Compounding wisdom from a surprising source

I really struggled when Health Minister Aaron Motsoaledi announced (many sources, but here is one) that private healthcare costs have increased by 121% over the last decade.

He continued: “Over the past decade, private hospital costs have increased by 121%, while over the same period, specialist costs have increased by 120%.”

Anyone who measures growth over long periods without using compound annual rates can’t be taken seriously. Abusing numbers for shock value is a sure sign of a weak argument or a lack of appreciation for long-term issues.

121% over nine years (2001 to 2009) equates to an average cumulative annual growth rate of 9.2%. Now medical price inflation of 9.2% is high given inflation over the period and modest real growth in GDP and salaries. But 9.2% tells a very different story to a layperson than 121%. The 9.2% is more useful, more comparable to inflation, more easily able to be understood. 121% is more shocking.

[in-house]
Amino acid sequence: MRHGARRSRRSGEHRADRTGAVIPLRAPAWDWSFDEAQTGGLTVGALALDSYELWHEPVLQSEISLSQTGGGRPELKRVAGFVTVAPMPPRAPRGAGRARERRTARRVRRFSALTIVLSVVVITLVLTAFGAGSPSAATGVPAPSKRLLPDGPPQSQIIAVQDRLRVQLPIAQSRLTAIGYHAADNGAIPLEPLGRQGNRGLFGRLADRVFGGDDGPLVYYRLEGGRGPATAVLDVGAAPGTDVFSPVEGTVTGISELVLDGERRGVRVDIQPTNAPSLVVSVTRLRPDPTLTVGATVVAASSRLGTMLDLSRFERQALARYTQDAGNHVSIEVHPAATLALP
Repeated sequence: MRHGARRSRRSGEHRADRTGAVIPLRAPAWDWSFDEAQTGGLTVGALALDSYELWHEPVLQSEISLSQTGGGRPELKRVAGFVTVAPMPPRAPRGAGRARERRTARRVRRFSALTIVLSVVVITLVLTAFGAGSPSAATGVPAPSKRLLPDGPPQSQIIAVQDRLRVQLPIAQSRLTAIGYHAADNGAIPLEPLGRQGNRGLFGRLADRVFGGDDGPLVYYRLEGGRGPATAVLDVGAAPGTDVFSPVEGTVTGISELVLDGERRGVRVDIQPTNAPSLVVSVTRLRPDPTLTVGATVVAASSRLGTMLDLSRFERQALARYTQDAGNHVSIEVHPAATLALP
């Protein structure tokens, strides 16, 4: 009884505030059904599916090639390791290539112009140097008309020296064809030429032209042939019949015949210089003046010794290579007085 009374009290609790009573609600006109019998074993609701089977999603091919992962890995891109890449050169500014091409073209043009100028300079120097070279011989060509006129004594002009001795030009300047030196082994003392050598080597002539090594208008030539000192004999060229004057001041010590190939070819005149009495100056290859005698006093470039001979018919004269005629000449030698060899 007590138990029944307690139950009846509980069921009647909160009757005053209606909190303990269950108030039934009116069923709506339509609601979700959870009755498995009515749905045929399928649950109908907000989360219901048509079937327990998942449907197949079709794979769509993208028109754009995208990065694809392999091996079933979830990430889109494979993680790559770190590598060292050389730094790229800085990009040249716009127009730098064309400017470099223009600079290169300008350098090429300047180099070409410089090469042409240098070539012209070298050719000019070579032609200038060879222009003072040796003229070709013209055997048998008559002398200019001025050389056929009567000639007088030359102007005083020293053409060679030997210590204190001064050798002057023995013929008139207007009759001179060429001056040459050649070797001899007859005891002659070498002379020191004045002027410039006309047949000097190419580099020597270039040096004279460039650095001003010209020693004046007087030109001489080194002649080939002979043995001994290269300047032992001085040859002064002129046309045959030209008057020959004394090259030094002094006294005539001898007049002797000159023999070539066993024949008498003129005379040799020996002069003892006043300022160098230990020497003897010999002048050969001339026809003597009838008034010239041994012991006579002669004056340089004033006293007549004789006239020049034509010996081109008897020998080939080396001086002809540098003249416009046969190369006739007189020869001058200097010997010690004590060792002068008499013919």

I was really encouraged to read this in a story, quoting Matlala from HASA:

He pointed out that while the green paper said private healthcare costs had increased 121% between 2001 and 2009, this should be contextualised against the backdrop of contributions to public healthcare increasing by more than 100% over the same period.

“Even the price of bread has increased 111% over the decade… We have to face up to the fact that the cost of living has gone up, including healthcare,” Matlala said.

Finally, someone quoted acknowledging that the 121% figure is utterly misleading.

Incidentally, 111% over 9 years is equivalent to an 8.7% annually compounded growth rate, just 0.6% per annum below healthcare cost increases.